Ada's article attracted little attention when she was alive. In her later years, she tried to develop mathematical schemes for winning at gambling. Unfortunately, her schemes failed and put her in financial peril. Ada died from uterine cancer in London on November 27, 1852. She was buried next to her father, in the graveyard of the Church of St. Mary Magdalene in Nottingham, England.






Personal Life

In 1835, Ada married William King, who became the Earl of Lovelace three years later. She then took the title of Countess of Lovelace. They shared a love of horses and had three children together. From most accounts, he supported his wife's academic endeavors. Ada and her husband socialized with many of the interesting minds of the times, including scientist Michael Faraday and writer Charles Dickens.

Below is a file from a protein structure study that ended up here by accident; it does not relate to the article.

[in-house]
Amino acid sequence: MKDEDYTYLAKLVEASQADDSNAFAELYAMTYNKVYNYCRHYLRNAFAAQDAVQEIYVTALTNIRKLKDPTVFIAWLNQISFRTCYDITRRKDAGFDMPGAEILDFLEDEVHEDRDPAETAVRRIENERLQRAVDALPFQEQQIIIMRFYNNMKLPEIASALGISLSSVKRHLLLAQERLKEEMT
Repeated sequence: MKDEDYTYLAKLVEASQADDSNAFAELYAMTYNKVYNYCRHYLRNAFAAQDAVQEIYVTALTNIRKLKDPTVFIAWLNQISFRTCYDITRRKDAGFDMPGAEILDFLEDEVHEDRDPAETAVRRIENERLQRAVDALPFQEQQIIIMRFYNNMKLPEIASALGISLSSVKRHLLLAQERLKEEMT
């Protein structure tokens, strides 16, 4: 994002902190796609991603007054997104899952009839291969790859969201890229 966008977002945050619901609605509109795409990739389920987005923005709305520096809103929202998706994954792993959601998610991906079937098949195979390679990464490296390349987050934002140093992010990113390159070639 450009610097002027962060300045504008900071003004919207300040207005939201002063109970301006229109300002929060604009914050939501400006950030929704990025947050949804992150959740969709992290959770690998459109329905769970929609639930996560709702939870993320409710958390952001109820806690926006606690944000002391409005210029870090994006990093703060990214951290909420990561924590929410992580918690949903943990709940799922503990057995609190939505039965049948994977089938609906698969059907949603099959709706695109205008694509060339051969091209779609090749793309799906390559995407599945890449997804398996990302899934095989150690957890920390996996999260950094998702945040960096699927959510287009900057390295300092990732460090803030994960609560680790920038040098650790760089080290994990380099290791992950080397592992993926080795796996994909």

Ada's health suffered, however, after a bout of cholera in 1837. She had lingering problems with asthma and her digestive system. Doctors gave her painkillers, such as laudanum and opium, and her personality began to change. She reportedly experienced mood swings and hallucinations.

Legacy

Ada Lovelace's contributions to the field of computer science were not discovered until the 1950s. Her notes were reintroduced to the world by B.V. Bowden, who republished them in Faster Than Thought: A Symposium on Digital Computing Machines in 1953. Since then, Ada has received many posthumous honors for her work. In 1980, the U.S. Department of Defense named a newly developed computer language "Ada," after Lovelace.

Alan Turing